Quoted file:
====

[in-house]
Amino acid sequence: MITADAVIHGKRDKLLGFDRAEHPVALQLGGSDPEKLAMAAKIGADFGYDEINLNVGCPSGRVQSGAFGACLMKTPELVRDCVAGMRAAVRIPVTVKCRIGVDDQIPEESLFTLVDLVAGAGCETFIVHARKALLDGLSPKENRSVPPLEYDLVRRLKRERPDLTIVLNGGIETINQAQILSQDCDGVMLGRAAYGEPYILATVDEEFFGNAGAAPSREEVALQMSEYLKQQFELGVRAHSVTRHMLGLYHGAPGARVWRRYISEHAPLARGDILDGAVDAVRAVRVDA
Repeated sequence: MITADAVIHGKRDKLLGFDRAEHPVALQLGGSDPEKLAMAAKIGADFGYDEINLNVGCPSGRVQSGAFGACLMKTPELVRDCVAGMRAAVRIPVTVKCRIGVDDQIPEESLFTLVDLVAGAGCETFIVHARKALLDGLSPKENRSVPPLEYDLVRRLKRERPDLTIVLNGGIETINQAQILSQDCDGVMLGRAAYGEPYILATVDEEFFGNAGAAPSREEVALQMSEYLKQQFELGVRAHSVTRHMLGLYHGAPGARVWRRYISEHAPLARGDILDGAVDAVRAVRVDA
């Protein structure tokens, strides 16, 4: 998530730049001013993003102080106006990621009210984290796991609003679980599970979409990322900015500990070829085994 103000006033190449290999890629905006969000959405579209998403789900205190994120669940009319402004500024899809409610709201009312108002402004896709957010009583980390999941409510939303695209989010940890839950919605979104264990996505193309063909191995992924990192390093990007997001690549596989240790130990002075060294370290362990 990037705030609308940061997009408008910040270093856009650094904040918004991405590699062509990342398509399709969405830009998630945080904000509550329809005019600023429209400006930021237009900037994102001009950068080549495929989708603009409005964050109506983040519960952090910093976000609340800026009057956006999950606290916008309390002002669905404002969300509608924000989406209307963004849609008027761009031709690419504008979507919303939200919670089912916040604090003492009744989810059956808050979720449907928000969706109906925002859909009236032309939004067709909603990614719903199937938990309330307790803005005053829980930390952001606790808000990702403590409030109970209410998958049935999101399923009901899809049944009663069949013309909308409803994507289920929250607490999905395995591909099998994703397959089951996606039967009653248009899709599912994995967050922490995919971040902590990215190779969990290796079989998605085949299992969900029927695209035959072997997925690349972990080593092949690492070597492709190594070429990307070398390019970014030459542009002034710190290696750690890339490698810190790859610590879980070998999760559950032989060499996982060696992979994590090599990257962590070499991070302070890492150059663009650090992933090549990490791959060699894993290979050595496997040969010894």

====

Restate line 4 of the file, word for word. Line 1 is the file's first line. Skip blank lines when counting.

């Protein structure tokens, strides 16, 4: 998530730049001013993003102080106006990621009210984290796991609003679980599970979409990322900015500990070829085994 103000006033190449290999890629905006969000959405579209998403789900205190994120669940009319402004500024899809409610709201009312108002402004896709957010009583980390999941409510939303695209989010940890839950919605979104264990996505193309063909191995992924990192390093990007997001690549596989240790130990002075060294370290362990 990037705030609308940061997009408008910040270093856009650094904040918004991405590699062509990342398509399709969405830009998630945080904000509550329809005019600023429209400006930021237009900037994102001009950068080549495929989708603009409005964050109506983040519960952090910093976000609340800026009057956006999950606290916008309390002002669905404002969300509608924000989406209307963004849609008027761009031709690419504008979507919303939200919670089912916040604090003492009744989810059956808050979720449907928000969706109906925002859909009236032309939004067709909603990614719903199937938990309330307790803005005053829980930390952001606790808000990702403590409030109970209410998958049935999101399923009901899809049944009663069949013309909308409803994507289920929250607490999905395995591909099998994703397959089951996606039967009653248009899709599912994995967050922490995919971040902590990215190779969990290796079989998605085949299992969900029927695209035959072997997925690349972990080593092949690492070597492709190594070429990307070398390019970014030459542009002034710190290696750690890339490698810190790859610590879980070998999760559950032989060499996982060696992979994590090599990257962590070499991070302070890492150059663009650090992933090549990490791959060699894993290979050595496997040969010894």